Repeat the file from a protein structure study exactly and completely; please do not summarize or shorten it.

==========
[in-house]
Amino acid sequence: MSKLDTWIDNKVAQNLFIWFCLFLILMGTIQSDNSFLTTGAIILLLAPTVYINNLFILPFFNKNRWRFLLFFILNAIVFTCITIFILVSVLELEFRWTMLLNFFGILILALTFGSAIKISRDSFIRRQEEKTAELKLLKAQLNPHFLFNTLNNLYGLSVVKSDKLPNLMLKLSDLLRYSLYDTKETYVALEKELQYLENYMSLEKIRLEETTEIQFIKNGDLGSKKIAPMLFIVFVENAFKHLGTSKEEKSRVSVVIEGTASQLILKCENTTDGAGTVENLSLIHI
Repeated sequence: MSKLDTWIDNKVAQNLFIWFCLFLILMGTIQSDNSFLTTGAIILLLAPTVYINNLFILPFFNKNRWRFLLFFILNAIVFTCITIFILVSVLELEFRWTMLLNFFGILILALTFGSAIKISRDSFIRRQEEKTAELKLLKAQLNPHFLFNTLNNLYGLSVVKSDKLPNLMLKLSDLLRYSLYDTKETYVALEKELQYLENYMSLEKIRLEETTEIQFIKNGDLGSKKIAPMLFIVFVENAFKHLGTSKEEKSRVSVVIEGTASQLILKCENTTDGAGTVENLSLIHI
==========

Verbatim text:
[in-house]
Amino acid sequence: MSKLDTWIDNKVAQNLFIWFCLFLILMGTIQSDNSFLTTGAIILLLAPTVYINNLFILPFFNKNRWRFLLFFILNAIVFTCITIFILVSVLELEFRWTMLLNFFGILILALTFGSAIKISRDSFIRRQEEKTAELKLLKAQLNPHFLFNTLNNLYGLSVVKSDKLPNLMLKLSDLLRYSLYDTKETYVALEKELQYLENYMSLEKIRLEETTEIQFIKNGDLGSKKIAPMLFIVFVENAFKHLGTSKEEKSRVSVVIEGTASQLILKCENTTDGAGTVENLSLIHI
Repeated sequence: MSKLDTWIDNKVAQNLFIWFCLFLILMGTIQSDNSFLTTGAIILLLAPTVYINNLFILPFFNKNRWRFLLFFILNAIVFTCITIFILVSVLELEFRWTMLLNFFGILILALTFGSAIKISRDSFIRRQEEKTAELKLLKAQLNPHFLFNTLNNLYGLSVVKSDKLPNLMLKLSDLLRYSLYDTKETYVALEKELQYLENYMSLEKIRLEETTEIQFIKNGDLGSKKIAPMLFIVFVENAFKHLGTSKEEKSRVSVVIEGTASQLILKCENTTDGAGTVENLSLIHI